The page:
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With the rise of large language models (LLMs), many businesses want to be able to replicate the user experience and power of ChatGPT while also protecting their internal data. As IT teams look to bring these powerful AI models into their businesses, they will inevitably stumble across a previously minor technology called Server Sent Events (SSEs).

Until recently, SSE was a minor blip on the technological radar, but has risen to prominence thanks to it’s use in OpenAI’s API to provide realtime streaming from their models. We’ll explore what SSE is, where it’s used, and then how you can leverage it with MuleSoft.

What are Server Sent Events (SSEs)?

The best analogy for SSE in my opinion is a faucet in your house. When you open the spigot, you “make a request” for water to your sink. Unless you have a pump on your faucet, your sink has very little control over actually getting the water from your water main, all you’ve done is opened the pipe and made the request. If everything in your house is working properly, the water flows through pipes and into your sink.

SSE is very similar to this. Much like traditional REST, you make a request to the server and data is returned. Unlike REST, the connection stays open, much like your house plumbing. The server can continue to send data through the pipe in little chunks until the event stream is complete or you terminate the connection.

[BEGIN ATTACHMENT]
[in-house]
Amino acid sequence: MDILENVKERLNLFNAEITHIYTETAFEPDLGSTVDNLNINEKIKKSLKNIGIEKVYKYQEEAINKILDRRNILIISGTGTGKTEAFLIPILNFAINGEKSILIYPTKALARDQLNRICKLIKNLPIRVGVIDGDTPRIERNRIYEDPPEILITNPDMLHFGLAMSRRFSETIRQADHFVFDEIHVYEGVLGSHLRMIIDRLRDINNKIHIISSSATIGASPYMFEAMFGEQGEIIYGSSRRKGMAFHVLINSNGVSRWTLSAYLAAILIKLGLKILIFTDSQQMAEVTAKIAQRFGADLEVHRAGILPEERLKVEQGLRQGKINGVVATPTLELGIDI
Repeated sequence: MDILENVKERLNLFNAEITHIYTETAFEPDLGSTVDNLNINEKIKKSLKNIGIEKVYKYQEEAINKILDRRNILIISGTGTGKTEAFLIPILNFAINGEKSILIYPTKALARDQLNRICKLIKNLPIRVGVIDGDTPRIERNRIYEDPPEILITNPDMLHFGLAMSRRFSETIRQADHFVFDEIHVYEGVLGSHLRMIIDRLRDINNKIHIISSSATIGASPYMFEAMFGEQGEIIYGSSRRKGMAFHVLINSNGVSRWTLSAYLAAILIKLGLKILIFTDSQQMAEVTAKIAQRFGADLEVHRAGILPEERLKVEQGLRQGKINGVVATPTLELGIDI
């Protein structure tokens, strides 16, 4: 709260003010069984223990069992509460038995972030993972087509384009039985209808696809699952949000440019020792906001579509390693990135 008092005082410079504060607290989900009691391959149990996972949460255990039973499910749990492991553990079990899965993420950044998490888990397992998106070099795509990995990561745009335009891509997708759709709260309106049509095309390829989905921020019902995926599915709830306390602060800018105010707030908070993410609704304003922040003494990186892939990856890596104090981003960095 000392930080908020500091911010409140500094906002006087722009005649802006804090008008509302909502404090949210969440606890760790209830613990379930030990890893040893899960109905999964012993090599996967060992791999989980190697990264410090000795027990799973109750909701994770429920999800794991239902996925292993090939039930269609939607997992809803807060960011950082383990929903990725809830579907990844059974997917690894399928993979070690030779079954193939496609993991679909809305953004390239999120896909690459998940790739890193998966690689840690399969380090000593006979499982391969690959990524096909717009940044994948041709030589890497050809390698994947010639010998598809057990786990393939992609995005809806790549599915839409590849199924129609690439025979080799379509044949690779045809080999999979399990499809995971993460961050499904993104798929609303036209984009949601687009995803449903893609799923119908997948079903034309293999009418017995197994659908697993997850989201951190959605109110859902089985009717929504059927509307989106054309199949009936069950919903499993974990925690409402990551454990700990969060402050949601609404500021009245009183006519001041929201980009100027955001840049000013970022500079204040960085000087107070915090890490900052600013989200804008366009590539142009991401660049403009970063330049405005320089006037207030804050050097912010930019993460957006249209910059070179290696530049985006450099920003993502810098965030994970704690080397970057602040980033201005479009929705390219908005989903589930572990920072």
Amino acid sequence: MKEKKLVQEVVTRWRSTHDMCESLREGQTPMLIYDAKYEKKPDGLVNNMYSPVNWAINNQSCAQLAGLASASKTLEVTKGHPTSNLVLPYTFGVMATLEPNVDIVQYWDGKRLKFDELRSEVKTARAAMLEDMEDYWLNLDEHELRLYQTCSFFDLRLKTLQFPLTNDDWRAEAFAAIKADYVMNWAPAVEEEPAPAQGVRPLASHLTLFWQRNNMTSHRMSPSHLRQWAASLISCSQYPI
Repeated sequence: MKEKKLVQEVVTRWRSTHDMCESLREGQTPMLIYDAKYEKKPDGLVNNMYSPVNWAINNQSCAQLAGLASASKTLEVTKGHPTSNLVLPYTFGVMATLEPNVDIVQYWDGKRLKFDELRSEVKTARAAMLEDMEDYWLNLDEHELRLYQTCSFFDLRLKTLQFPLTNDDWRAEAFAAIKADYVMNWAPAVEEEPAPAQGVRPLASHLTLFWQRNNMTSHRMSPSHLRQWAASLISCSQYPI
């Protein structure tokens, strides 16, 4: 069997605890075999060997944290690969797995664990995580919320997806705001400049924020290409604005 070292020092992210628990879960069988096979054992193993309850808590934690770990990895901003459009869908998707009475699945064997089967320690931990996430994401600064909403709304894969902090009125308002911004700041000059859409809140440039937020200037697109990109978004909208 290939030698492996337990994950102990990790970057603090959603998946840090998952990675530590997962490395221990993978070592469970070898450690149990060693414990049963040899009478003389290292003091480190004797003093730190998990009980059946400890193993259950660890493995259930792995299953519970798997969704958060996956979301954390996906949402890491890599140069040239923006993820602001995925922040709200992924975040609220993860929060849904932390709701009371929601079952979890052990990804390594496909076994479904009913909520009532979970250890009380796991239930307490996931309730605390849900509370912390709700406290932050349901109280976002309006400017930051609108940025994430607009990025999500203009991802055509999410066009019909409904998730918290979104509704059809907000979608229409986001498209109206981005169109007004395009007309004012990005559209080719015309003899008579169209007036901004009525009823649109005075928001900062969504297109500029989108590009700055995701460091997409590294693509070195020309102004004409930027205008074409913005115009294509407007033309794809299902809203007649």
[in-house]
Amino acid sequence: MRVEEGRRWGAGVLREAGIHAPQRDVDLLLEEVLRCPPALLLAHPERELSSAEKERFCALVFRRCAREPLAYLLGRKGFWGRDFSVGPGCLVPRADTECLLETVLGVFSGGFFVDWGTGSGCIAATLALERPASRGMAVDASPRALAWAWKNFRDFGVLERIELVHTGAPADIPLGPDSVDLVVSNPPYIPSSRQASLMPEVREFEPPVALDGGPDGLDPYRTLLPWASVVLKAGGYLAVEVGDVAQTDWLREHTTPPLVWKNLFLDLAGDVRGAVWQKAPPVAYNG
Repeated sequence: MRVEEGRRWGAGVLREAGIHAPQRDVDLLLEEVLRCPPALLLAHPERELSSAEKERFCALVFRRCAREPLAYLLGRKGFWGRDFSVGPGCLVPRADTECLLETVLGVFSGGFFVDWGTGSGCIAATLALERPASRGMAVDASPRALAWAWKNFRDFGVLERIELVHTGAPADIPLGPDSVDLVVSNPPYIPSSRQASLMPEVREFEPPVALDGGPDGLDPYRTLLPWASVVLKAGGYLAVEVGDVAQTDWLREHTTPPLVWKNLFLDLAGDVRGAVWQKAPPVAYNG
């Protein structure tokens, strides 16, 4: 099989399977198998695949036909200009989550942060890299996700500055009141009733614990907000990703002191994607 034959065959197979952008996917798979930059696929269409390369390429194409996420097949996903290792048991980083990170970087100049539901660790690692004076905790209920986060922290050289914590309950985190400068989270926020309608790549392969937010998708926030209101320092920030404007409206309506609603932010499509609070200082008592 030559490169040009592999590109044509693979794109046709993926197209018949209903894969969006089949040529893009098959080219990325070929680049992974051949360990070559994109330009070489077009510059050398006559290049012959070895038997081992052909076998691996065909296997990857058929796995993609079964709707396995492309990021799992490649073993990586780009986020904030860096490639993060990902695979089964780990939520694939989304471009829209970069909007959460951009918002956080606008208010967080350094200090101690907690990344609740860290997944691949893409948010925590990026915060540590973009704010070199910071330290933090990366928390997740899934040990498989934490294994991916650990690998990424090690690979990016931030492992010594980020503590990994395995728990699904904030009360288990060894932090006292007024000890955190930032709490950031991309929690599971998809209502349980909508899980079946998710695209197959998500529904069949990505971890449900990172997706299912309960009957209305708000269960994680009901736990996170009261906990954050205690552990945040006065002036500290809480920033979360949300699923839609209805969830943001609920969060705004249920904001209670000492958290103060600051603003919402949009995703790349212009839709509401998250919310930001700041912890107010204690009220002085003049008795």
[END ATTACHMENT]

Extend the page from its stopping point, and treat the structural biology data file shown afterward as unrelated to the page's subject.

SSE sits in a middle ground between REST and WebSockets. Like REST, SSE utilizes HTTP as it’s transit protocol, allowing you to work with SSE in pretty much the same way you’d work with REST. Like WebSockets, SSE can send a stream of data to the client while keeping a connection open. But unlike WebSockets, SSE is a “one-way” pipe. You aren’t able to send data back to the server without opening a new request. Returning to our plumbing analogy, you can’t send any water back to your water main, you only receive water from it. 

Where are Server Sent Events used? 

SSE has made its most recent, prominent appearance in AI. OpenAI decided to use SSE as its protocol for allowing developers to stream the response from the model instead of waiting for the entire response to be generated. In practice, OpenAI utilizes SSE to allow ChatGPT to “type” its response back to you. Many other vendors utilize this technology as well, and you can even set up an LLM on your personal computer that can push SSE streams with Ollama. 

SSE has also been used for a long time as a real-time notification tool. For use cases that only require data to flow in one direction, like a stock market ticker or push notifications, developers have utilized SSE as an efficient alternative to things like long polling or WebSockets. 

Utilizing SSE in Mule 

Due to its nature as a middle ground, SSE is actually more challenging to architect around than you might think. SSE also utilizes a response mime type that’s unusual, adding to the challenge. Luckily, there are a few architectural principles to keep in mind as you work with SSE.